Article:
Cisco Security Cloud Could Satisfy ‘Lacking,’ Cohesive Security Portfolio
The networking giant has a security portfolio of strong point security solutions, but Cisco hasn’t had an integrated security platform until now and that approach has hindered adoption, according to Cisco partners. The Cisco Security Cloud platform, revealed in June, is meant to remedy that.
Cisco Systems, a longtime networking leader, has a plethora of security solutions. But the portfolio has yet to break through in the same way that some competing security vendors have in the enterprise and midmarket.
Cisco has strong point security solutions, but the tech giant hasn’t had an integrated security platform until now. It’s that distinction, says Cisco partners, that has affected adoption.
“The entire, cohesive security solution is lacking for Cisco.” said Matthew Ogden, CTO for MNJ Technologies, a Buffalo Grove, Ill.-based solution provider and Cisco Partner. “Whereas, if you look at Palo Alto Networks, for example, it’s all built together— it’s all one platform with the licensing and everything,” he said.
Cisco has done a good job of seeking out the pieces it has needed to fill out its security portfolio in the form of acquisitions, such as Duo Security in 2018 for multi-factor authentication and Kenna Security in 2021 for risk-based vulnerability management. But the company hasn’t brought all the parts together in a package that makes the most sense for customers, Ogden said. “The problem they’re running into is the midmarket cannot buy three different products at Cisco pricing,” he said.
And for partners, it creates an additional integration challenge that lands on their plates. “You have to pull three pieces together to get one solution that other providers already have,” Ogden said.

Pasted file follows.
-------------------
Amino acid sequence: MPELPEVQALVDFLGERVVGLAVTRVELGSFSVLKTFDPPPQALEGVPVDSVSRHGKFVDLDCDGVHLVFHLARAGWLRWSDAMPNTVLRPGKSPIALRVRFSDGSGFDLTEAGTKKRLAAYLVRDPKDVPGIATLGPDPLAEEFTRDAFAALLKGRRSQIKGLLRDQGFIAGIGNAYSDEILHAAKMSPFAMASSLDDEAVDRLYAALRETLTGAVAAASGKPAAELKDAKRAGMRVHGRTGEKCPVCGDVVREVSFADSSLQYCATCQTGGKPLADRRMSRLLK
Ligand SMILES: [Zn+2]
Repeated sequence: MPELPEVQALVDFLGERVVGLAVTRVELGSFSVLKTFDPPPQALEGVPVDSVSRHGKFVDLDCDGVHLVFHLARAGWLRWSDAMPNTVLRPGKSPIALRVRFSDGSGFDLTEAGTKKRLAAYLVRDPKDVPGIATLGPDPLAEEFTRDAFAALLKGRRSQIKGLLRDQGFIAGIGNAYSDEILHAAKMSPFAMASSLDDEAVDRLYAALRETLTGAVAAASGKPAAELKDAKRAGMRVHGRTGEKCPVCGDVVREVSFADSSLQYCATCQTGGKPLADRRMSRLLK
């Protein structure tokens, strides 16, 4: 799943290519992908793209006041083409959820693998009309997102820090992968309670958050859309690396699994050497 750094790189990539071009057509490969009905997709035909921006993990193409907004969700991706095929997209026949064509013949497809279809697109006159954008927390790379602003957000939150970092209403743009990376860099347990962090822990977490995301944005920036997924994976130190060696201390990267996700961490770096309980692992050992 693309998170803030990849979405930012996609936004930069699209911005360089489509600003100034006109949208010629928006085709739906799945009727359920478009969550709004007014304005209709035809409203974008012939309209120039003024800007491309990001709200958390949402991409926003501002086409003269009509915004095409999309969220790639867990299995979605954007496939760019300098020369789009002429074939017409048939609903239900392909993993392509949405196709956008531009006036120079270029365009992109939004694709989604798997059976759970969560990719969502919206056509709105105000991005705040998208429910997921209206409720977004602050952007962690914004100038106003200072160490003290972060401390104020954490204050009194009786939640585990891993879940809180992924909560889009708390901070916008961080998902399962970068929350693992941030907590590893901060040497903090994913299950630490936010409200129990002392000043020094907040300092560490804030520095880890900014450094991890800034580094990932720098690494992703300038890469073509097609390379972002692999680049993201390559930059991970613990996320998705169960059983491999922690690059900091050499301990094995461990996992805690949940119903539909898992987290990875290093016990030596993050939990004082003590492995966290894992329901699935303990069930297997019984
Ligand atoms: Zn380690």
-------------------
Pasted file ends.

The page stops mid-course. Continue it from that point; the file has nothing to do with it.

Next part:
Enter Cisco Security Cloud
“What we have not done a great job of was in the past, we did not integrate our portfolio the way we should have. I think the market is now very clearly expressing an appetite desire and a preference to buy an integrated platform rather than point solutions,” Jeetu Patel, Cisco’s executive vice president and general manager of security and collaboration, told CRN.
Businesses are shifting to a platform-based approach for security, so Cisco needs to move in the same direction, Patel said.
“We’ve got a pretty large security presence … we have the broadest set of solutions in the market — everything from user, device, network and applications,” he said. “You will see us move away from the best of breed, point solution-based approach, to getting to an integrated platform.”
The tech giant in June unveiled its new overarching security strategy that starts with a single platform:
Cisco Security Cloud. The unified, open-standards-based platform is the basis of the company’s security plan for the future. It will ensure security across hybrid and multi-cloud environments with capabilities for securely connecting people, applications and devices located anywhere. The platform includes threat prevention, detection, response and remediation at scale, with no vendor lock-in, and it’s similar to the approach that Cisco took with its flagship Webex collaboration platform, the company told CRN prior to RSA 2022 last month.